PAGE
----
Vancouver’s chief planner is leaving his job.
Whether it was Gil Kelley’s choice or that of council was unclear Monday.
The city didn’t make Kelley available for an interview but issued an emailed statement saying he was leaving his role as general manager of planning, urban design and sustainability “to pursue other endeavours.”
Unlike some recent departures of senior staff, Kelley’s departure appears to be imminent rather than months away, with the city’s statement stating city council appointed Theresa O’Donnell to serve as chief planner on an interim basis.
“Theresa will be taking on this responsibility effective immediately and will be working with Gil over the coming days to manage the transition,” the statement said.
Glacier Media left phone and email messages Monday with Kelley and some members of council but only Coun. Sarah Kirby-Yung had replied prior to the posting of this story. Mayor Kennedy Stewart’s office said the mayor would not provide a comment.
“I’m very grateful for Gil’s contributions to the city in this key position, and delighted that Theresa O’Donnell has stepped up and into the acting director of planning role,” Kirby-Yung said in an email. “Vancouver has significant housing challenges to tackle, and economic and cultural development opportunities ahead to support recovery and a vibrant economy, and that work needs to continue unabated.”
Kirby-Yung didn’t say whether council had a role in Kelley leaving his job.
Kelley’s sudden departure has the hallmarks of the previous council’s decision to part ways with longtime city manager Penny Ballem, who received a $556,000 severance after then-mayor Gregor Robertson told reporters the city needed “a fresh approach” to tackle some of the city’s toughest challenges.
Kelley is leaving as the current council’s drive to create more affordable housing and roll out a city-wide plan for Vancouver is at the forefront of the agenda, albeit altered by the pandemic and the further exposure of unaffordability and homelessness.
When Kelley started his job with the city in September 2016, he told The Vancouver Courier he needed to have a good rapport with all decision makers — like he had with politicians in Portland, San Francisco and City of Berkeley in California, where he served as planning directors.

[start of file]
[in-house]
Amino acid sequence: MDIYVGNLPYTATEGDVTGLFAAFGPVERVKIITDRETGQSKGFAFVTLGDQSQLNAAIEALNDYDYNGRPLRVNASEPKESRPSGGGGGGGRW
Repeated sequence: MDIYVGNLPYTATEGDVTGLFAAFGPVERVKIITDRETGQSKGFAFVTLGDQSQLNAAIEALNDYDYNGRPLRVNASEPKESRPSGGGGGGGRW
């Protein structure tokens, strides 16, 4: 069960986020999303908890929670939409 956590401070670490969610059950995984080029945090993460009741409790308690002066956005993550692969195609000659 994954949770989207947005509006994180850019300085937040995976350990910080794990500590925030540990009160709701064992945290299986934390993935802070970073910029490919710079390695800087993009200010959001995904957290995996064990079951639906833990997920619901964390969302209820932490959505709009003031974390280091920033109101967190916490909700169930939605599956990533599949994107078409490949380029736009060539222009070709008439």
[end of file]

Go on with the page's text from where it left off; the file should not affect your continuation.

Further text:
“I’m hoping to continue that here so [the city manager] and myself are actually having early conversations with decision makers about their ideas about issues, so that we can form those new initiatives together,” he told the Courier at the time. “That’s the main thing. I have to say, I’ve been fortunate not to be constantly second guessed. Part of that is just building trust in my position on the part of decision makers.”
In that same interview, Kelley was asked what attracted him to leave his job in San Francisco for Vancouver. He replied the city was “at a particular moment of inflection, as it were” and that it was poised to “make some big moves, much as it did in the late ‘80s, early ‘90s, when it really took hold of the downtown core and reversed the paradigm of the flight to the suburbs.”
He added: “I think it’s facing many of the challenges that San Francisco is now facing, maybe just a little bit further back from the tidal wave, but I think its readiness to address those may actually be greater than San Francisco right now. So that combination of things was very, very attractive to me.”
Kelley is the last of a powerful trio of city shapers to serve most recently in the city’s top ranks, with Sadhu Johnston leaving his post as city manager in January and Kaye Krishna, who served as the city’s general manager of development services, buildings and licensing, taking a job with the provincial government in March 2019.
All three worked in the United States before coming to Vancouver, with Johnston a dual citizen last living in Chicago, Krishna originally from Ohio and Kelley born in Oregon; Johnston and Krishna gave several months public notice before leaving their jobs at city hall.
O’Donnell, Kelley’s interim replacement, worked in Dallas as director of that city’s department of sustainable development and construction for 10 years before accepting a job in February 2019 with the city.
According to the city’s 2019 statement of financial information, Kelley earned $291,879 in his role as chief planner. He also served in a lesser known role as member of the development permit board.
When Kelley was hired in 2016, Johnston said in a news release that Vancouver’s chief planner “has long been one of most challenging and important positions in our city” and that “Vancouver has a global reputation for world class urban planning.”
Kelley’s successor will have to work with the current council until the next election in October 2022.